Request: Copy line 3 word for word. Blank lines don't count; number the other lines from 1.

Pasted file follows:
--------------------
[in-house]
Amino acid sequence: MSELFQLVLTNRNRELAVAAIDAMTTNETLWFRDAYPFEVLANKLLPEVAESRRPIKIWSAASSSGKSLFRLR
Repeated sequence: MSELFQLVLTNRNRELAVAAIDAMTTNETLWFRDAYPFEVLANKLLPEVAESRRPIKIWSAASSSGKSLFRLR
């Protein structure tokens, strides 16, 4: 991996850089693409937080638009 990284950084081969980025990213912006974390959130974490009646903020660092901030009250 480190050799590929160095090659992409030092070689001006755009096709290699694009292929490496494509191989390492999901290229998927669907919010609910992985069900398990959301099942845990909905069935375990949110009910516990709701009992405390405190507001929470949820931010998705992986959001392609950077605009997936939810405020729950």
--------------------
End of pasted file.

Repeated sequence: MSELFQLVLTNRNRELAVAAIDAMTTNETLWFRDAYPFEVLANKLLPEVAESRRPIKIWSAASSSGKSLFRLR